Speaker Paul Ryan says Republicans' Obamacare repeal may take months

WASHINGTON — A new push to pass GOP legislation to repeal and replace the Affordable Care Act will take months, not days, House Speaker Paul Ryan indicated Wednesday, as the latest talks among Republicans produced no apparent breakthrough.

“We’ve got a couple months at least,” the Wisconsin Republican said in an interview with the Milwaukee Journal Sentinel on Wednesday.

“We’ve gotten pretty far in coming together,” he said, “but I also think we’re not there yet — because the stakes are so high, and people are just having to get used to” being the governing party.

Ryan broadly defended his stewardship on the issue and what he portrayed as a leadership style of “nudging” his colleagues, not bullying them.

“Leadership can’t be autocratic. I’ve watched that. It doesn’t work,” said Ryan. “I’m not an arm breaker.”

While discussions between Vice President Pence and House Republicans on health care briefly stirred talk of legislative movement this week, Ryan played down the notion of quick action, saying members were “shopping concepts to each other.” Ryan met with Pence at the White House Wednesday evening. The House begins a two-week recess next week.

At a forum Wednesday hosted by the website WisPolitics.com, Ryan said of a health care bill, “We can keep working this for weeks now.”

GOP leaders had expressed far more urgency when they scrambled unsuccessfully for votes last month. In the end, Ryan was unable to generate enough Republican support for the bill to pass it, so he called off a planned March 24 vote.

But in an interview Wednesday with the Journal Sentinel and the Associated Press, Ryan said he had “built cushions into our schedule” to accommodate delays or setbacks.

“The president wanted us to get it going ... we wanted to meet that aggressive time table. But we’ve always had more time, and we’re now using that,” he said.

The health care defeat was a major political blow to Ryan, and polls suggest it has left his public standing in shaky condition.

In a national survey by Quinnipiac University released Monday, the speaker was viewed favorably by just 28% of voters, and unfavorably by 52%. Only 21% approved of the job Republicans are doing in Congress, while 70% disapproved.

In an earlier poll by Quinnipiac, the GOP health care bill Ryan was pushing only drew 17% support.

“I’ve long believed we have to do very difficult and challenging things to get this country back on track, and the process of doing this may not be popular at the moment,” Ryan said in the interview. “It’s very disruptive. It’s high stakes, and of course it’s controversial … I am unconcerned about popularity and polling when I’m focused on advancing our principles and policies that we believe are necessary to get the country back on track.”

With difficult issues such as tax reform looming, Ryan said one takeaway from the failure to find consensus among different GOP factions on health care is that,  “We have to talk things out much, much, much more thoroughly.”

He said it was his job to get GOP conservatives and moderates to understand each other’s districts and points of view and “make some concessions to one another in order to govern.” The bill collapsed in part because moderate Republicans could not accept changes to the bill that were being offered by the White House to lure the support of members of the House Freedom Caucus, the most conservative GOP faction in the House.

Pence has been convening talks among the Republican factions looking for agreement on how to revise and resurrect the bill, but those talks never resulted in a new draft.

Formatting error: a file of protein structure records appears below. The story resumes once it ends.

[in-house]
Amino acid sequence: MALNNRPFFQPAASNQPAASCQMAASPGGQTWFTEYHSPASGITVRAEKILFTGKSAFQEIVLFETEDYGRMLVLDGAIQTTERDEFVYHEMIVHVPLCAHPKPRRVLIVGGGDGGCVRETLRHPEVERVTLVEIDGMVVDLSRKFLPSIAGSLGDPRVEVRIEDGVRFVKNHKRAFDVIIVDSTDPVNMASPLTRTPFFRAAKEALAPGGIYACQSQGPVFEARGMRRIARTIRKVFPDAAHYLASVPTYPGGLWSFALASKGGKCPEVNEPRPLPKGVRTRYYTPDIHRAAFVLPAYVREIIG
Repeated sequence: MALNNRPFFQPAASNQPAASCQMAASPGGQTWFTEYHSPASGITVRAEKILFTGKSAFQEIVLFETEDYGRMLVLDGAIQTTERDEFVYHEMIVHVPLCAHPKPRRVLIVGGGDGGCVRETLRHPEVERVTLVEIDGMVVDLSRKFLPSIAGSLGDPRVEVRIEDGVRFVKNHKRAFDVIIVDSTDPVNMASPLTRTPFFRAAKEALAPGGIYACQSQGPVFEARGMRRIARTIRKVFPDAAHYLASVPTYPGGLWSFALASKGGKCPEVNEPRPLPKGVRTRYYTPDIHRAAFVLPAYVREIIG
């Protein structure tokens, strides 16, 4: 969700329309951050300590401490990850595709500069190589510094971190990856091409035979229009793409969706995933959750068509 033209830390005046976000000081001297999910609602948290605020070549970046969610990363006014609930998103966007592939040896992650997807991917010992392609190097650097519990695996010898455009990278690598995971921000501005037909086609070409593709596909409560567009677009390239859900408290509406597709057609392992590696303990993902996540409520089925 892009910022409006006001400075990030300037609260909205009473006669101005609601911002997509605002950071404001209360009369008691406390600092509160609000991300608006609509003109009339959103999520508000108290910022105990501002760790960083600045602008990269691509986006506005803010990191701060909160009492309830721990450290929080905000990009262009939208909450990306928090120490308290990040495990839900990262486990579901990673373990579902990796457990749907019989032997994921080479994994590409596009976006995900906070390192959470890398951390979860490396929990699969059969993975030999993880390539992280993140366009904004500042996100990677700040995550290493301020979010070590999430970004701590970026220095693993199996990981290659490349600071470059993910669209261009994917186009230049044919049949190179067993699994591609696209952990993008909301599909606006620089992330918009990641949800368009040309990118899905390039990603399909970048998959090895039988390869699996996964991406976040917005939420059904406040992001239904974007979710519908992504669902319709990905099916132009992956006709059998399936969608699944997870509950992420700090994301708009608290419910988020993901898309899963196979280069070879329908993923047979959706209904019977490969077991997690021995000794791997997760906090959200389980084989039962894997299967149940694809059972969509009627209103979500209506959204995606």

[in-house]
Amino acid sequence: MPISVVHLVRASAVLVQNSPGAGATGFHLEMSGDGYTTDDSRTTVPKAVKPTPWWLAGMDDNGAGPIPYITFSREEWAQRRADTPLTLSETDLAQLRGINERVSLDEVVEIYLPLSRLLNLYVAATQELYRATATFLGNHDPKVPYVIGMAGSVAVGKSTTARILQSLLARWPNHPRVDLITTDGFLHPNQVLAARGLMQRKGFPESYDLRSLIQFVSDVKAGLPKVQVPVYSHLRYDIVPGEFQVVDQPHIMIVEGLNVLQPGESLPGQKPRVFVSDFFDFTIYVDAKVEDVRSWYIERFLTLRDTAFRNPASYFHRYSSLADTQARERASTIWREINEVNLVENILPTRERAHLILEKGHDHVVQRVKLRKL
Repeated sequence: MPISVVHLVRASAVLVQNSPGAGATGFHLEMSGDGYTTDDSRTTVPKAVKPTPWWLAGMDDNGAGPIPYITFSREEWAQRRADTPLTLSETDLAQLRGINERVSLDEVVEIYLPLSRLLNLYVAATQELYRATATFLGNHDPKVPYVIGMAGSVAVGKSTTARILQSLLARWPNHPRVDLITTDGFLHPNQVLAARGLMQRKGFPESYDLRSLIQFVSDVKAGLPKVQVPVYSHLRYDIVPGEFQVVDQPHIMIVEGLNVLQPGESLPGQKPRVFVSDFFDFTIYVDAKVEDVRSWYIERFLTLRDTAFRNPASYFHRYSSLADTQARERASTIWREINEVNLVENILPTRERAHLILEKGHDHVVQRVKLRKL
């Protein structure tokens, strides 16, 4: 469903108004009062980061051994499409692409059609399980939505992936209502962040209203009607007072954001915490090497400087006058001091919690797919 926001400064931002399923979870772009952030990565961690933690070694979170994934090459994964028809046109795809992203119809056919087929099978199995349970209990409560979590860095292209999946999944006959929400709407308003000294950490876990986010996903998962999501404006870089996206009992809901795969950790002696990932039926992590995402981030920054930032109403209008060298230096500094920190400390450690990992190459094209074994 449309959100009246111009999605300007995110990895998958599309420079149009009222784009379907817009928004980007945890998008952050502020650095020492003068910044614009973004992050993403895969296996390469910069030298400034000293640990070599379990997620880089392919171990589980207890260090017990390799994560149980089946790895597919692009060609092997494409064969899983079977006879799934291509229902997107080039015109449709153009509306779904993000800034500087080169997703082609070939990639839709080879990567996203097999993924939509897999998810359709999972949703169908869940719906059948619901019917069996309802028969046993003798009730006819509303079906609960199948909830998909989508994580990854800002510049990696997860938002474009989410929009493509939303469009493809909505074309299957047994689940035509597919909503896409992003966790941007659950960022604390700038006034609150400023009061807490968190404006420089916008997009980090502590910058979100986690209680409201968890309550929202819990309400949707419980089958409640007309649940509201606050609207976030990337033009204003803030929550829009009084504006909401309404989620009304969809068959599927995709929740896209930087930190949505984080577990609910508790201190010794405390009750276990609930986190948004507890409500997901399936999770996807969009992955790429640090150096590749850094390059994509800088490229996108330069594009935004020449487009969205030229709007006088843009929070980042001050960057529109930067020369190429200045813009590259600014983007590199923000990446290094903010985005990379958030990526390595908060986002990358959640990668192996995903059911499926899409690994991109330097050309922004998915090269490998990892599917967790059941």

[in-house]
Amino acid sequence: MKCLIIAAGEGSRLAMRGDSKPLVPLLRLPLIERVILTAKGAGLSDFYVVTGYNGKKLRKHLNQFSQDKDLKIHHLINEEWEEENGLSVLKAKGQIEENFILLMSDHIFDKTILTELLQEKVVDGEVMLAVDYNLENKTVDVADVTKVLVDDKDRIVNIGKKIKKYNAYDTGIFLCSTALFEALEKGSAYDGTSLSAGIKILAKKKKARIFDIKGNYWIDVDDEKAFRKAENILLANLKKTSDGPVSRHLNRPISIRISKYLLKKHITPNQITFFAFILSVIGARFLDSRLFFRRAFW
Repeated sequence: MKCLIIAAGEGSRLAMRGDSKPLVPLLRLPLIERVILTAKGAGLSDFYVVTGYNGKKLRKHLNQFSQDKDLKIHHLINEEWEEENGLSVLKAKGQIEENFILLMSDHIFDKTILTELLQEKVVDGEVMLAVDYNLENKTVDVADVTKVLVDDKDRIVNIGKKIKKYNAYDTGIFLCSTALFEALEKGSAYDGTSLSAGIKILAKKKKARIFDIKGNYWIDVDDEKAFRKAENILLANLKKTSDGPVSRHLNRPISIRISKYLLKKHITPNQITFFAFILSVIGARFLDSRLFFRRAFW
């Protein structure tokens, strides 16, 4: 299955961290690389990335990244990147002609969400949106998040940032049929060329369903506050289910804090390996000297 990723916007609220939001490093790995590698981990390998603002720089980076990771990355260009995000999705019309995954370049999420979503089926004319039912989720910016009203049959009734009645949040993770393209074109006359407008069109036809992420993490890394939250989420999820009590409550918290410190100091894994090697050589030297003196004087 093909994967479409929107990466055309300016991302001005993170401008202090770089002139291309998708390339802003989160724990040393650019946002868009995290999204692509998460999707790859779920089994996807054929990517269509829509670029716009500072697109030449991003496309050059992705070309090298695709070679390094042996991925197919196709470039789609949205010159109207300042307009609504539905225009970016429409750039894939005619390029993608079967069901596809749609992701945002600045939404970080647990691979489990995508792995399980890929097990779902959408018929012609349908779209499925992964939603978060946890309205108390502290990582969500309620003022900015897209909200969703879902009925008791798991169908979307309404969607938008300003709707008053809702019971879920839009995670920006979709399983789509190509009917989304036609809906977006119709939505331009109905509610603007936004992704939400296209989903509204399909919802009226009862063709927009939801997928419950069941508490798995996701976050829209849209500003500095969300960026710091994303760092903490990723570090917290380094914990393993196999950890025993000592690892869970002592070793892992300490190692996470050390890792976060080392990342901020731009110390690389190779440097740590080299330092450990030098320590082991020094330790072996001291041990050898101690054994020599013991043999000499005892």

But Ryan rejected the idea that there is no fundamental consensus within the GOP on how to replace Obamacare. And he sought to put a positive spin on the defeat, saying that bringing the debate to the cusp of a floor vote clarified where things stood within the Republican caucus.

“My style has always been to let things go. Let you fail a couple of times so you can learn from those experiences … We had to bring it to a head to find out just where we stood … to get people to take positions, to then understand what their positions were, so we could work through those problems and that’s where we are right now.”

Freedom Caucus Chairman Mark Meadows, R-N.C., said he’d still like revised legislation to come up for a vote before the House goes into a two-week recess. But he also said if the timeline is extended, there could be time for an entirely new proposal to be formed.

“Obviously if we’re talking about months, not days, then perhaps it opens up a whole lot of other things to discuss that might make the final negotiations a lot easier than where we’ve been,” Meadows told reporters at the U.S. Capitol on Wednesday. “See, right now, because of the time crunch, I think we’re using the GOP plan as the backdrop and trying to modify that. If we’re hearing that it’s going to be weeks or months then you don’t have to make the assumption that it has to be that backdrop; it allows you to look at other options across the board.”

Ryan appears to be willing to spend the time that might take.

The speaker suggested the arm-twisting approach used by some past leaders was not an effective style or one that he is comfortable with.

“It’s not the Tom DeLay system around here,” he said referring to the former House majority leader from Texas, whose forceful leadership style earned him the nickname The Hammer. “I believe in persuading instead of intimidating.”

Ryan said: “What we have to do is find consensus and use sort of a bottom-up organic process. That’s going to be a little sloppier, it’s going to take a little more time, we’re going to stub our toe from time to time, but I think at the end of the day it makes us a stronger conference.”

Contributing: Eliza Collins

© 2017 USA TODAY


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